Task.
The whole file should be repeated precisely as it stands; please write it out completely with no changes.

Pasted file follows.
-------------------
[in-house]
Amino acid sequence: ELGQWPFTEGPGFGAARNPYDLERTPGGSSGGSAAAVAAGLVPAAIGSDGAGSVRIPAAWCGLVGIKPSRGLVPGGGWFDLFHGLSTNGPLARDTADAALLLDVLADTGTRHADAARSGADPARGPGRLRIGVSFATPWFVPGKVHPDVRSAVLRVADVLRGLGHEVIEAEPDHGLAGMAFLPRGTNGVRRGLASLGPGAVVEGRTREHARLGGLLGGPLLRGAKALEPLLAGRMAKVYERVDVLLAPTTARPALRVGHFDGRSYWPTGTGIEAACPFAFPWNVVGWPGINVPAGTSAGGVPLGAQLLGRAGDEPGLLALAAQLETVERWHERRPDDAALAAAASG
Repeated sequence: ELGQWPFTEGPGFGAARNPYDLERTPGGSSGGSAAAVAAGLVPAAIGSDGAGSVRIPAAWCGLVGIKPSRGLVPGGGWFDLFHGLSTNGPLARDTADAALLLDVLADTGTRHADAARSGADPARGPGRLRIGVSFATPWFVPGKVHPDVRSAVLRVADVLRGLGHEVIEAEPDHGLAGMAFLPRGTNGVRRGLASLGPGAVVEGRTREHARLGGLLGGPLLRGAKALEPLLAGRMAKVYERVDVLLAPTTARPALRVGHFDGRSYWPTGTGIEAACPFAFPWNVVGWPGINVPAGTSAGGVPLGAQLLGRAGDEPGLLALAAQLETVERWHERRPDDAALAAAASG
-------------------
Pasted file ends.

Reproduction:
[in-house]
Amino acid sequence: ELGQWPFTEGPGFGAARNPYDLERTPGGSSGGSAAAVAAGLVPAAIGSDGAGSVRIPAAWCGLVGIKPSRGLVPGGGWFDLFHGLSTNGPLARDTADAALLLDVLADTGTRHADAARSGADPARGPGRLRIGVSFATPWFVPGKVHPDVRSAVLRVADVLRGLGHEVIEAEPDHGLAGMAFLPRGTNGVRRGLASLGPGAVVEGRTREHARLGGLLGGPLLRGAKALEPLLAGRMAKVYERVDVLLAPTTARPALRVGHFDGRSYWPTGTGIEAACPFAFPWNVVGWPGINVPAGTSAGGVPLGAQLLGRAGDEPGLLALAAQLETVERWHERRPDDAALAAAASG
Repeated sequence: ELGQWPFTEGPGFGAARNPYDLERTPGGSSGGSAAAVAAGLVPAAIGSDGAGSVRIPAAWCGLVGIKPSRGLVPGGGWFDLFHGLSTNGPLARDTADAALLLDVLADTGTRHADAARSGADPARGPGRLRIGVSFATPWFVPGKVHPDVRSAVLRVADVLRGLGHEVIEAEPDHGLAGMAFLPRGTNGVRRGLASLGPGAVVEGRTREHARLGGLLGGPLLRGAKALEPLLAGRMAKVYERVDVLLAPTTARPALRVGHFDGRSYWPTGTGIEAACPFAFPWNVVGWPGINVPAGTSAGGVPLGAQLLGRAGDEPGLLALAAQLETVERWHERRPDDAALAAAASG